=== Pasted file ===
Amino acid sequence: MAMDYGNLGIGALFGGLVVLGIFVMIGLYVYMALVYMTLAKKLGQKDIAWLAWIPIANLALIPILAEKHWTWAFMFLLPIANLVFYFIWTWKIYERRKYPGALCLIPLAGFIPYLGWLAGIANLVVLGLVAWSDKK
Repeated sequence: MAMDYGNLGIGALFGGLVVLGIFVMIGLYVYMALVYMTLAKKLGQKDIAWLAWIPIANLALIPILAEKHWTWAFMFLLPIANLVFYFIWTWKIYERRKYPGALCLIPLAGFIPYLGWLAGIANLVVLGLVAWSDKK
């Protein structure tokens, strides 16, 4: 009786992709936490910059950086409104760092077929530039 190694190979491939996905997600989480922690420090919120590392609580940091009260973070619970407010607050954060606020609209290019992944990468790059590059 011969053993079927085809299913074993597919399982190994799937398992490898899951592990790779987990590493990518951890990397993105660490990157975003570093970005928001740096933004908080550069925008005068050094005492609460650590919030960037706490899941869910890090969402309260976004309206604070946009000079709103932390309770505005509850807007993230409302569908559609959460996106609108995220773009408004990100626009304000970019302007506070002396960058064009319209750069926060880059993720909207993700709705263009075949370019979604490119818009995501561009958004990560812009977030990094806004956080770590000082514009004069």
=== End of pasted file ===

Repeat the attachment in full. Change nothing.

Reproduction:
Amino acid sequence: MAMDYGNLGIGALFGGLVVLGIFVMIGLYVYMALVYMTLAKKLGQKDIAWLAWIPIANLALIPILAEKHWTWAFMFLLPIANLVFYFIWTWKIYERRKYPGALCLIPLAGFIPYLGWLAGIANLVVLGLVAWSDKK
Repeated sequence: MAMDYGNLGIGALFGGLVVLGIFVMIGLYVYMALVYMTLAKKLGQKDIAWLAWIPIANLALIPILAEKHWTWAFMFLLPIANLVFYFIWTWKIYERRKYPGALCLIPLAGFIPYLGWLAGIANLVVLGLVAWSDKK
């Protein structure tokens, strides 16, 4: 009786992709936490910059950086409104760092077929530039 190694190979491939996905997600989480922690420090919120590392609580940091009260973070619970407010607050954060606020609209290019992944990468790059590059 011969053993079927085809299913074993597919399982190994799937398992490898899951592990790779987990590493990518951890990397993105660490990157975003570093970005928001740096933004908080550069925008005068050094005492609460650590919030960037706490899941869910890090969402309260976004309206604070946009000079709103932390309770505005509850807007993230409302569908559609959460996106609108995220773009408004990100626009304000970019302007506070002396960058064009319209750069926060880059993720909207993700709705263009075949370019979604490119818009995501561009958004990560812009977030990094806004956080770590000082514009004069």